The aircraft is poised to revolutionize warfare through its stealth capabilities, confusing enemy air defenses while hypersonic missiles penetrate targets. 

Storage of weapons

One challenge faced by stealth aircraft is the storage of weapons. Conventional combat aircraft store weapons on pylons or “racks” attached to the wings and fuselage, but this method increases drag and makes the aircraft more visible. Consequently, stealth aircraft are configured to store their armament internally, which theoretically could limit payload capacity. Nevertheless, the PAK DA reportedly circumvents this difficulty with a rumored payload capacity of 30T, exceeding the B-2’s 20T limit. 

Interestingly, Tupolev, the company behind PAK DA, has reportedly built at least one full-scale mockup and several smaller models for wind tunnel testing. Anticipation is high for the rollout of prototypes in the upcoming years, with the maiden flight anticipated for 2025. 

As per Russian Deputy Prime Minister Denis Maturov, there are no plans to incorporate foreign parts in this project. However, it will be interesting to observe if the Western Sanctions, owing to the ongoing conflict in Ukraine, will affect the development of this new bomber in any way.

Izdelie 80 or Russian 'B-2 Spirit' is in the final development stage
Video screenshot

Unclear funding

“Unquestionably, Russia harbors a desire to procure the PAK DA. That said, it remains unclear how they could financially sustain such an acquisition. Moreover, it bears mentioning that due to the sanctions imposed about the Ukraine conflict, they lack the requisite microchips and technology to operationalize the PAK DA. Presently, it would seem that the PAK DA remains, for the most part, a conceptual aspiration,” elucidates a retired aviation authority formerly affiliated with a prominent U.S. defense contractor.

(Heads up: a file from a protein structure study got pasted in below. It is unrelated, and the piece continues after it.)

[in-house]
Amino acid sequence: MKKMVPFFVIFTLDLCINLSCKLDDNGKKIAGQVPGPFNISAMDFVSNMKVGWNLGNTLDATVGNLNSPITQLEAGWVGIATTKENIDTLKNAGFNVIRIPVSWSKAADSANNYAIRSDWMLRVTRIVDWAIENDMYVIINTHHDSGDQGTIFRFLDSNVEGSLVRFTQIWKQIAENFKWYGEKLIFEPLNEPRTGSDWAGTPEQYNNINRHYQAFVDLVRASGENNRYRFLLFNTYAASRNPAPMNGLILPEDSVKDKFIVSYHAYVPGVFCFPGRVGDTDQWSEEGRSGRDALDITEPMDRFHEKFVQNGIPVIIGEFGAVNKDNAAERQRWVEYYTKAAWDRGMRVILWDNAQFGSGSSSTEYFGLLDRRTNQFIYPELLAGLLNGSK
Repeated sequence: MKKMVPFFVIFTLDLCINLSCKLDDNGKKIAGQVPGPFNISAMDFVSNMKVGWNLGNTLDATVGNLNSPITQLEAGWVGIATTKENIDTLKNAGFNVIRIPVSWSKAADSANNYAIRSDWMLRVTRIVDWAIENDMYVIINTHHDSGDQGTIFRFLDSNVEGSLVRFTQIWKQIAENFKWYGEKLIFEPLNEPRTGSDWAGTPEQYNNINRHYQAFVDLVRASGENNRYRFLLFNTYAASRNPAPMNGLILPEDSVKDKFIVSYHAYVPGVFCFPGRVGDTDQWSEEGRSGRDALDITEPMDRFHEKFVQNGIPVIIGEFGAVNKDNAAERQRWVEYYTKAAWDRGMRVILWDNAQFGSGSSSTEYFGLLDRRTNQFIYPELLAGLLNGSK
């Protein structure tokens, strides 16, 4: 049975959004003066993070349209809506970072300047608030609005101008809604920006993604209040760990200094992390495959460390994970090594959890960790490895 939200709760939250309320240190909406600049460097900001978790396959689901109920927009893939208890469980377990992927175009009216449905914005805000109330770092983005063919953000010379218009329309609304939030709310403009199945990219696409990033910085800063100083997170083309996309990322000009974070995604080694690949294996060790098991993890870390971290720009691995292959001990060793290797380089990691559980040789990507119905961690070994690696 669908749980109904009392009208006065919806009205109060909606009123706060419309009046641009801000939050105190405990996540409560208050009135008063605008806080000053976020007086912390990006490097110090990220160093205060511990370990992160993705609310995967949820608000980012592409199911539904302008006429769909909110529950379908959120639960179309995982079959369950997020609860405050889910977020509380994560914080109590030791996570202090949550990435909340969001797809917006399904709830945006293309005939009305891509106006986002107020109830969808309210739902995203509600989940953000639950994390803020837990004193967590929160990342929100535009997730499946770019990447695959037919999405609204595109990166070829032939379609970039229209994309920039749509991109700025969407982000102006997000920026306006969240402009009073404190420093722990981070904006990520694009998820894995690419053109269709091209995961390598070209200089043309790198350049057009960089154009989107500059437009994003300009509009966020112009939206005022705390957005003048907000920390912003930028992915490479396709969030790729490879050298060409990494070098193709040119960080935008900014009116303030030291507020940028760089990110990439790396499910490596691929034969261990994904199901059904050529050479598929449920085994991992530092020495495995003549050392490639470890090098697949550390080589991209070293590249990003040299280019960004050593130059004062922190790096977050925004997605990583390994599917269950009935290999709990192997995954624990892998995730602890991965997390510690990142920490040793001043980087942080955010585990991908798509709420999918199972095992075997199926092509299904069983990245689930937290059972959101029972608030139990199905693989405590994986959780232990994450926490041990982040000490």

Final stage

British officials have recently disclosed that Russian engineers are entering the closing stages of constructing a cutting-edge, fifth-generation PAK-DA bomber, colloquially known as “Izdelie 80” in the English vernacular. 

Izdelie 80 or Russian 'B-2 Spirit' is in the final development stage
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Providing his insights, British Armaments Secretary, James Heappey, remarked, “Russia retains a diverse range of bombers across its numerous air bases, always set for deployment. The prototype for the PAK-DA, bearing a striking resemblance to the American B-2 bomber, appears to be nearing its completion.” 

Currently, Russia deploys an array of strategic bombers and missile carriers, including models like the Tu-95, Tu-22, and Tu-160. The front line is equipped with the efficient Su-34. A recently modernized and constructed new Tu-160 has also been added to their fleet. The “Izdelie 80” registers as a genuine stealth bomber, representing the newest generation of the Russian Aerospace Forces or VKS.